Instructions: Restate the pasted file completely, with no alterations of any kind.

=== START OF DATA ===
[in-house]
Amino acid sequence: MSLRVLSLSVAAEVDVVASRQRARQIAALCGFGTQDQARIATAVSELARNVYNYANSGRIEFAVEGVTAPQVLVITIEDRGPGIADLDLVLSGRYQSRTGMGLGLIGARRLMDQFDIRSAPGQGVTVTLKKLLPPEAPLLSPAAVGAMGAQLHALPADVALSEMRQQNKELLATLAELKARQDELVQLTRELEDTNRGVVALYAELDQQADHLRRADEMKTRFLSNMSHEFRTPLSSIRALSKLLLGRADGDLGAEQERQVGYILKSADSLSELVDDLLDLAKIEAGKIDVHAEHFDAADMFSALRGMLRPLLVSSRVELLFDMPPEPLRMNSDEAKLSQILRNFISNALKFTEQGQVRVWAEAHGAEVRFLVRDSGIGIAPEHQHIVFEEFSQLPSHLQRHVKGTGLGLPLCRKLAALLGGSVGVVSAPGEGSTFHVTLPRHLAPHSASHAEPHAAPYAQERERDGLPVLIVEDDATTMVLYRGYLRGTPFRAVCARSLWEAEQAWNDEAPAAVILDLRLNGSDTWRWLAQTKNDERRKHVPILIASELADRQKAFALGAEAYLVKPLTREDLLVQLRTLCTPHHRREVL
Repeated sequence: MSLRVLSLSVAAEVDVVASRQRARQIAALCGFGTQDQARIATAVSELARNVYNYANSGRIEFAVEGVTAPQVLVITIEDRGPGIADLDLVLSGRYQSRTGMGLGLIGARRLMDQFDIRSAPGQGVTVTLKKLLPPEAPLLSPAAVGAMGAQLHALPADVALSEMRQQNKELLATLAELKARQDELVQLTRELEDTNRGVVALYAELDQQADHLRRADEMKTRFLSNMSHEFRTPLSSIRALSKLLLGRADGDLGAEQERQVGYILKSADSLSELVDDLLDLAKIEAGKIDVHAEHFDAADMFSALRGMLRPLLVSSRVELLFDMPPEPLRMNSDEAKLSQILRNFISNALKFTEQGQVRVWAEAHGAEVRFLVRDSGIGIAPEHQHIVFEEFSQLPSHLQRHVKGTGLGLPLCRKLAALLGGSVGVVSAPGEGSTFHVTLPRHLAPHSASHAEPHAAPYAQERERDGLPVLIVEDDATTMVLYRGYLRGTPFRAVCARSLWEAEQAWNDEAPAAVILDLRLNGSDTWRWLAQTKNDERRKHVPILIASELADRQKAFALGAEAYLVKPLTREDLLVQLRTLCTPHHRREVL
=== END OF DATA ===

[in-house]
Amino acid sequence: MSLRVLSLSVAAEVDVVASRQRARQIAALCGFGTQDQARIATAVSELARNVYNYANSGRIEFAVEGVTAPQVLVITIEDRGPGIADLDLVLSGRYQSRTGMGLGLIGARRLMDQFDIRSAPGQGVTVTLKKLLPPEAPLLSPAAVGAMGAQLHALPADVALSEMRQQNKELLATLAELKARQDELVQLTRELEDTNRGVVALYAELDQQADHLRRADEMKTRFLSNMSHEFRTPLSSIRALSKLLLGRADGDLGAEQERQVGYILKSADSLSELVDDLLDLAKIEAGKIDVHAEHFDAADMFSALRGMLRPLLVSSRVELLFDMPPEPLRMNSDEAKLSQILRNFISNALKFTEQGQVRVWAEAHGAEVRFLVRDSGIGIAPEHQHIVFEEFSQLPSHLQRHVKGTGLGLPLCRKLAALLGGSVGVVSAPGEGSTFHVTLPRHLAPHSASHAEPHAAPYAQERERDGLPVLIVEDDATTMVLYRGYLRGTPFRAVCARSLWEAEQAWNDEAPAAVILDLRLNGSDTWRWLAQTKNDERRKHVPILIASELADRQKAFALGAEAYLVKPLTREDLLVQLRTLCTPHHRREVL
Repeated sequence: MSLRVLSLSVAAEVDVVASRQRARQIAALCGFGTQDQARIATAVSELARNVYNYANSGRIEFAVEGVTAPQVLVITIEDRGPGIADLDLVLSGRYQSRTGMGLGLIGARRLMDQFDIRSAPGQGVTVTLKKLLPPEAPLLSPAAVGAMGAQLHALPADVALSEMRQQNKELLATLAELKARQDELVQLTRELEDTNRGVVALYAELDQQADHLRRADEMKTRFLSNMSHEFRTPLSSIRALSKLLLGRADGDLGAEQERQVGYILKSADSLSELVDDLLDLAKIEAGKIDVHAEHFDAADMFSALRGMLRPLLVSSRVELLFDMPPEPLRMNSDEAKLSQILRNFISNALKFTEQGQVRVWAEAHGAEVRFLVRDSGIGIAPEHQHIVFEEFSQLPSHLQRHVKGTGLGLPLCRKLAALLGGSVGVVSAPGEGSTFHVTLPRHLAPHSASHAEPHAAPYAQERERDGLPVLIVEDDATTMVLYRGYLRGTPFRAVCARSLWEAEQAWNDEAPAAVILDLRLNGSDTWRWLAQTKNDERRKHVPILIASELADRQKAFALGAEAYLVKPLTREDLLVQLRTLCTPHHRREVL